Implementing Discrete Trial Teaching (DTT) within the Home Setting


As parents and registered behavior technicians (RBTs), one of the most impactful ways to support children with autism spectrum disorder (ASD) is by implementing evidence-based interventions within the comfort of their own home. Discrete Trial Teaching (DTT) is a structured teaching method widely used in applied behavior analysis (ABA) to foster skill development in children with ASD. In this blog, we will delve into what DTT entails, why it is used, how it can be effectively implemented at home, and tips for parents and RBTs to optimize its benefits.

Understanding Discrete Trial Teaching (DTT)

Discrete Trial Teaching (DTT) is a systematic and intensive teaching approach that breaks down complex skills into smaller, manageable components. It involves a structured sequence of teaching trials, each consisting of three parts: the Antecedent (SD or discriminative stimulus), the Behavior (response), and the Consequence (reinforcement or feedback). DTT aims to promote skill acquisition, reduce challenging behaviors, and enhance overall communication and social skills in children with ASD.

Why Use DTT?

DTT is grounded in the principles of ABA and has been shown to be effective in teaching a wide range of skills to individuals with autism. Its structured nature allows for consistent practice and immediate reinforcement, which can be especially beneficial for children who require a more systematic approach to learning. DTT is adaptable and can be tailored to address a variety of developmental areas, including communication, social interactions, self-care, and academic skills.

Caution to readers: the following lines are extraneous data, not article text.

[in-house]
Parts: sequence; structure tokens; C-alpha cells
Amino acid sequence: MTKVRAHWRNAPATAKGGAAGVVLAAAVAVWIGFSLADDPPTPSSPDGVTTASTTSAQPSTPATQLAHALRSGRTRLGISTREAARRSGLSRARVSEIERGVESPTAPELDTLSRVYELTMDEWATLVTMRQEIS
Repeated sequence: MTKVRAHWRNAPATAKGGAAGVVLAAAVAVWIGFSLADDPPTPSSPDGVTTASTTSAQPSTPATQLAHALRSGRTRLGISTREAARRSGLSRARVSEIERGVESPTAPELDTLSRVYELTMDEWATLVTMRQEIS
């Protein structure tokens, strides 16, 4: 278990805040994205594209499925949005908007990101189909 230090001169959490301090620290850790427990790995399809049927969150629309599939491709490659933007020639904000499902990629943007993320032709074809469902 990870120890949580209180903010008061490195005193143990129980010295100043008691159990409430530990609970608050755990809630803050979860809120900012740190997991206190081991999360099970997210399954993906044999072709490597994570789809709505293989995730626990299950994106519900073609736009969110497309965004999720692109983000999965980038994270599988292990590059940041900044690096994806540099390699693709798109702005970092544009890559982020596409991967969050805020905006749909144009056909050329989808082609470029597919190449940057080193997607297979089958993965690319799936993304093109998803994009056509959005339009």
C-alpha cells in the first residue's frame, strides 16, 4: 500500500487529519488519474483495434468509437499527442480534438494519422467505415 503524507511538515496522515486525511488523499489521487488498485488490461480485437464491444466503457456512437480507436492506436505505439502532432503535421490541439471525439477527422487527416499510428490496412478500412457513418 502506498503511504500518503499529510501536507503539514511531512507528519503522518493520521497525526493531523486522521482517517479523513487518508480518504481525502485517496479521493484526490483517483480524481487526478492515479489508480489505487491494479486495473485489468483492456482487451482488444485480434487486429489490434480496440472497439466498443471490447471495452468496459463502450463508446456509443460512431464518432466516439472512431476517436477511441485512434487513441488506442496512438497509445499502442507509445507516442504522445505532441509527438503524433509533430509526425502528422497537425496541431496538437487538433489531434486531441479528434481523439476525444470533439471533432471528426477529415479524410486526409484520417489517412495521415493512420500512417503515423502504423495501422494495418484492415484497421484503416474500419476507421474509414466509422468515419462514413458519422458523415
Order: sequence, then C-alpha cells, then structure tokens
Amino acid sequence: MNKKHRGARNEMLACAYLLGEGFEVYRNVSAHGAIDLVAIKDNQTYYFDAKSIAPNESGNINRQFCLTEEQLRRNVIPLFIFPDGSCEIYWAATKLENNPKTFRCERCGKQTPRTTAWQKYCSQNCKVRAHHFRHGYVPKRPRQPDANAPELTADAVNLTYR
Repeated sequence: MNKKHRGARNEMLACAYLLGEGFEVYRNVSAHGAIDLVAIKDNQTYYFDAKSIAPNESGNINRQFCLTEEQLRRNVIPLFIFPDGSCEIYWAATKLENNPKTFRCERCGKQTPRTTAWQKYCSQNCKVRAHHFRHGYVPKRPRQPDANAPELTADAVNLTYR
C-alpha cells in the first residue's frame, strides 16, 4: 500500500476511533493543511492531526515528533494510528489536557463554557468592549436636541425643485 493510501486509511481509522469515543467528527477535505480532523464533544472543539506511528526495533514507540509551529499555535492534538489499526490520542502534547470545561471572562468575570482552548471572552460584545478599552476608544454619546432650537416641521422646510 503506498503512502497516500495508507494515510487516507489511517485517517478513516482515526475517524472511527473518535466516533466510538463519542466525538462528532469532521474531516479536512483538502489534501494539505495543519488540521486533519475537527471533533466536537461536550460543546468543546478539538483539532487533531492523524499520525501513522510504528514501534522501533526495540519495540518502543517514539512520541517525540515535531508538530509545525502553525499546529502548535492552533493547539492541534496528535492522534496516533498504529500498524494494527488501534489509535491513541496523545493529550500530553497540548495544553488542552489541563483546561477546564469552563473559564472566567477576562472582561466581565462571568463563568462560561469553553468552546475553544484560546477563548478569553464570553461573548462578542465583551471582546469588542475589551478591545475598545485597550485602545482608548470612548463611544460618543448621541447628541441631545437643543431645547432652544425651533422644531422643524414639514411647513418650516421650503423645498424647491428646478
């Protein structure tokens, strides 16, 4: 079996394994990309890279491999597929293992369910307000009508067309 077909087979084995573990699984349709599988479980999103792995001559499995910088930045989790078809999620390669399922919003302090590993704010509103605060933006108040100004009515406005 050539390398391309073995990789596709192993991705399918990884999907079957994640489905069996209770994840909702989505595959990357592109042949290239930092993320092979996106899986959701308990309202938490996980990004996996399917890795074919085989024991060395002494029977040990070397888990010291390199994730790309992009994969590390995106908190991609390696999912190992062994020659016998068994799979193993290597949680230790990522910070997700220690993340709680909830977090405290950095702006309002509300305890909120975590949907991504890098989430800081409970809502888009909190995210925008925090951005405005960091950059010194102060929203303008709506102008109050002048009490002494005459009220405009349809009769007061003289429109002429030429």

Implementing DTT in the Home Setting

  • Create a Structured Environment: Designate a quiet and organized space for DTT sessions. Minimize distractions and ensure all necessary materials are readily available.
  • Set Clear Goals: Define specific learning objectives for each DTT session. Break down complex skills into smaller, achievable steps to facilitate gradual progress.
  • Utilize Visual Supports: Visual aids, such as flashcards, visual schedules, and token boards, can enhance understanding and engagement during DTT sessions.
  • Use Prompts and Prompt Fading: Begin with prompts (cues) to guide the child’s response. Gradually fade prompts as the child becomes more proficient to promote independent learning.
  • Offer Reinforcement: Identify preferred reinforcers (rewards) that motivate the child. Immediate and consistent reinforcement helps reinforce desired behaviors.
  • Data Collection: Keep accurate records of each trial, noting the child’s response, correct/incorrect answers, and progress over time. This data helps track improvement and informs future teaching strategies.
  • Variety and Generalization: Introduce a variety of teaching materials and settings to ensure skills are generalized beyond the teaching environment.
  • Communication and Collaboration: Maintain open communication with other members of the child’s support team, including speech therapists, occupational therapists, and teachers, to ensure a comprehensive and coordinated approach.

Tips for Parents and RBTs

  • Patience and Flexibility: Progress may vary, and some skills may take longer to master. Be patient and flexible in your approach.
  • Consistency is Key: Regular, consistent practice is crucial for skill retention and generalization. Aim for daily practice sessions.
  • Celebrate Small Wins: Acknowledge and celebrate each achievement, no matter how small. Positive reinforcement encourages continued effort.
  • Maintain a Positive Attitude: A positive and enthusiastic demeanor can greatly impact the child’s engagement and motivation.
  • Self-Care: Balancing caregiving and teaching responsibilities can be demanding. Prioritize self-care to ensure you are well-equipped to support the child effectively.


Implementing Discrete Trial Teaching within the home setting provides a structured and effective approach to nurturing the development of children with autism. By understanding the principles of DTT, setting clear goals, utilizing visual supports, and maintaining consistency, parents and RBTs can create an environment conducive to meaningful skill acquisition and progress. Remember, every small step forward is a significant achievement, and with dedication and teamwork, you can make a lasting impact on the child’s growth and well-being.

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